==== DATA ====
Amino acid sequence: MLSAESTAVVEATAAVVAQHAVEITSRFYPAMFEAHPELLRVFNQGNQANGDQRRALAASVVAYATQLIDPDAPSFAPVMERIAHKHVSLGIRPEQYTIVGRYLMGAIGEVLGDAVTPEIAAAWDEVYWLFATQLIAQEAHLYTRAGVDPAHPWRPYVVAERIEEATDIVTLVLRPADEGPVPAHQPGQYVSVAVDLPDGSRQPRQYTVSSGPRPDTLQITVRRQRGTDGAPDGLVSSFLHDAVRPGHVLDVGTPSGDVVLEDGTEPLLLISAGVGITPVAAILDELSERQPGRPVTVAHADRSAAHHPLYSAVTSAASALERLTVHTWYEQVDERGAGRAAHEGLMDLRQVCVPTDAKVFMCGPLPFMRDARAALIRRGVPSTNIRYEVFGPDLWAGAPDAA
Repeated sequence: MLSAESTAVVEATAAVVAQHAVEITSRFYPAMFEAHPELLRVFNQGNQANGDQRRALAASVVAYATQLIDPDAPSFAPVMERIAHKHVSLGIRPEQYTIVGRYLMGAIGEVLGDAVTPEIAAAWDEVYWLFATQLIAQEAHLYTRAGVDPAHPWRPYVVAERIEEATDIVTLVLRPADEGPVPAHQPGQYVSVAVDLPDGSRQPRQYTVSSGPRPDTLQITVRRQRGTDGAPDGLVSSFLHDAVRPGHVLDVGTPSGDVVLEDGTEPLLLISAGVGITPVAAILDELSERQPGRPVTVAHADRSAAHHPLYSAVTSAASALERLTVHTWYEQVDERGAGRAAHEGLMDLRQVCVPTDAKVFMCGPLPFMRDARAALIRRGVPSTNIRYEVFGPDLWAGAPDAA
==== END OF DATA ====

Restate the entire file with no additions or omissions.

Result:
Amino acid sequence: MLSAESTAVVEATAAVVAQHAVEITSRFYPAMFEAHPELLRVFNQGNQANGDQRRALAASVVAYATQLIDPDAPSFAPVMERIAHKHVSLGIRPEQYTIVGRYLMGAIGEVLGDAVTPEIAAAWDEVYWLFATQLIAQEAHLYTRAGVDPAHPWRPYVVAERIEEATDIVTLVLRPADEGPVPAHQPGQYVSVAVDLPDGSRQPRQYTVSSGPRPDTLQITVRRQRGTDGAPDGLVSSFLHDAVRPGHVLDVGTPSGDVVLEDGTEPLLLISAGVGITPVAAILDELSERQPGRPVTVAHADRSAAHHPLYSAVTSAASALERLTVHTWYEQVDERGAGRAAHEGLMDLRQVCVPTDAKVFMCGPLPFMRDARAALIRRGVPSTNIRYEVFGPDLWAGAPDAA
Repeated sequence: MLSAESTAVVEATAAVVAQHAVEITSRFYPAMFEAHPELLRVFNQGNQANGDQRRALAASVVAYATQLIDPDAPSFAPVMERIAHKHVSLGIRPEQYTIVGRYLMGAIGEVLGDAVTPEIAAAWDEVYWLFATQLIAQEAHLYTRAGVDPAHPWRPYVVAERIEEATDIVTLVLRPADEGPVPAHQPGQYVSVAVDLPDGSRQPRQYTVSSGPRPDTLQITVRRQRGTDGAPDGLVSSFLHDAVRPGHVLDVGTPSGDVVLEDGTEPLLLISAGVGITPVAAILDELSERQPGRPVTVAHADRSAAHHPLYSAVTSAASALERLTVHTWYEQVDERGAGRAAHEGLMDLRQVCVPTDAKVFMCGPLPFMRDARAALIRRGVPSTNIRYEVFGPDLWAGAPDAA